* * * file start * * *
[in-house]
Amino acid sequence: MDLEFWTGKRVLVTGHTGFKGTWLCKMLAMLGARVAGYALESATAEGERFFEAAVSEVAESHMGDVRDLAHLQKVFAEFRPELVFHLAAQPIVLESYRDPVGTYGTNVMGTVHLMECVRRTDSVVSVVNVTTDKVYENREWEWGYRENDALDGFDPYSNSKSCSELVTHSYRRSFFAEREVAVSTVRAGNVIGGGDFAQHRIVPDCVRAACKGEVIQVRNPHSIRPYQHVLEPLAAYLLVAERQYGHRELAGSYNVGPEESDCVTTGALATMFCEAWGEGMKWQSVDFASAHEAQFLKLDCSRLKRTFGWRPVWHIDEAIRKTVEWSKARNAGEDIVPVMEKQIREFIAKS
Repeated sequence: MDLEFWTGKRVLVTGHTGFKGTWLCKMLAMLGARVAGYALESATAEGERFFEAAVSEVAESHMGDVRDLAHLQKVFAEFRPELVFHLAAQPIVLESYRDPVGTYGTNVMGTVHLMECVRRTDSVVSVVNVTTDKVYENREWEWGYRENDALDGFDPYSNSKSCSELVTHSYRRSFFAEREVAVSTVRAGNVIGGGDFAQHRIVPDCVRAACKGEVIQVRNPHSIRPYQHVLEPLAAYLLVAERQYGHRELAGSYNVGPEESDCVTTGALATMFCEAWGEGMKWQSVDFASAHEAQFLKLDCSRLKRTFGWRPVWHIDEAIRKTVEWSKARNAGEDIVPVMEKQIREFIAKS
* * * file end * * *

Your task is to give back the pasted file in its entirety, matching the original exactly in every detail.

[in-house]
Amino acid sequence: MDLEFWTGKRVLVTGHTGFKGTWLCKMLAMLGARVAGYALESATAEGERFFEAAVSEVAESHMGDVRDLAHLQKVFAEFRPELVFHLAAQPIVLESYRDPVGTYGTNVMGTVHLMECVRRTDSVVSVVNVTTDKVYENREWEWGYRENDALDGFDPYSNSKSCSELVTHSYRRSFFAEREVAVSTVRAGNVIGGGDFAQHRIVPDCVRAACKGEVIQVRNPHSIRPYQHVLEPLAAYLLVAERQYGHRELAGSYNVGPEESDCVTTGALATMFCEAWGEGMKWQSVDFASAHEAQFLKLDCSRLKRTFGWRPVWHIDEAIRKTVEWSKARNAGEDIVPVMEKQIREFIAKS
Repeated sequence: MDLEFWTGKRVLVTGHTGFKGTWLCKMLAMLGARVAGYALESATAEGERFFEAAVSEVAESHMGDVRDLAHLQKVFAEFRPELVFHLAAQPIVLESYRDPVGTYGTNVMGTVHLMECVRRTDSVVSVVNVTTDKVYENREWEWGYRENDALDGFDPYSNSKSCSELVTHSYRRSFFAEREVAVSTVRAGNVIGGGDFAQHRIVPDCVRAACKGEVIQVRNPHSIRPYQHVLEPLAAYLLVAERQYGHRELAGSYNVGPEESDCVTTGALATMFCEAWGEGMKWQSVDFASAHEAQFLKLDCSRLKRTFGWRPVWHIDEAIRKTVEWSKARNAGEDIVPVMEKQIREFIAKS